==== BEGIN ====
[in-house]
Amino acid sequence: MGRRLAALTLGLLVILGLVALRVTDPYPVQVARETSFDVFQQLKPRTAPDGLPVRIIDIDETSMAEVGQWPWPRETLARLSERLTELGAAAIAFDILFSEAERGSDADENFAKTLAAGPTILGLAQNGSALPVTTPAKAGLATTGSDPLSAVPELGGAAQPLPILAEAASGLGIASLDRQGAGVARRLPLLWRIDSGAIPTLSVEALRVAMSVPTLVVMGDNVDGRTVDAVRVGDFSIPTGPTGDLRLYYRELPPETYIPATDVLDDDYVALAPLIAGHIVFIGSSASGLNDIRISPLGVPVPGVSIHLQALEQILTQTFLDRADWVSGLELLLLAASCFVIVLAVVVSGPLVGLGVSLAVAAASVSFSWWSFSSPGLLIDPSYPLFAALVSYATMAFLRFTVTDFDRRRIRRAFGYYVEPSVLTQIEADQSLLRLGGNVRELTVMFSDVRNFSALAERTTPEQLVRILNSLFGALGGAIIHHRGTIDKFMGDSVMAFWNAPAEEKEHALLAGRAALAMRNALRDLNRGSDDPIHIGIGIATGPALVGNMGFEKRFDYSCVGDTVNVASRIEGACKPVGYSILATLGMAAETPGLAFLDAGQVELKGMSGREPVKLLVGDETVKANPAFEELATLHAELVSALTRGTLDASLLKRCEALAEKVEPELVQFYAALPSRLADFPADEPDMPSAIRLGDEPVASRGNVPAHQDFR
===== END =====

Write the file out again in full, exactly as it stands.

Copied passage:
[in-house]
Amino acid sequence: MGRRLAALTLGLLVILGLVALRVTDPYPVQVARETSFDVFQQLKPRTAPDGLPVRIIDIDETSMAEVGQWPWPRETLARLSERLTELGAAAIAFDILFSEAERGSDADENFAKTLAAGPTILGLAQNGSALPVTTPAKAGLATTGSDPLSAVPELGGAAQPLPILAEAASGLGIASLDRQGAGVARRLPLLWRIDSGAIPTLSVEALRVAMSVPTLVVMGDNVDGRTVDAVRVGDFSIPTGPTGDLRLYYRELPPETYIPATDVLDDDYVALAPLIAGHIVFIGSSASGLNDIRISPLGVPVPGVSIHLQALEQILTQTFLDRADWVSGLELLLLAASCFVIVLAVVVSGPLVGLGVSLAVAAASVSFSWWSFSSPGLLIDPSYPLFAALVSYATMAFLRFTVTDFDRRRIRRAFGYYVEPSVLTQIEADQSLLRLGGNVRELTVMFSDVRNFSALAERTTPEQLVRILNSLFGALGGAIIHHRGTIDKFMGDSVMAFWNAPAEEKEHALLAGRAALAMRNALRDLNRGSDDPIHIGIGIATGPALVGNMGFEKRFDYSCVGDTVNVASRIEGACKPVGYSILATLGMAAETPGLAFLDAGQVELKGMSGREPVKLLVGDETVKANPAFEELATLHAELVSALTRGTLDASLLKRCEALAEKVEPELVQFYAALPSRLADFPADEPDMPSAIRLGDEPVASRGNVPAHQDFR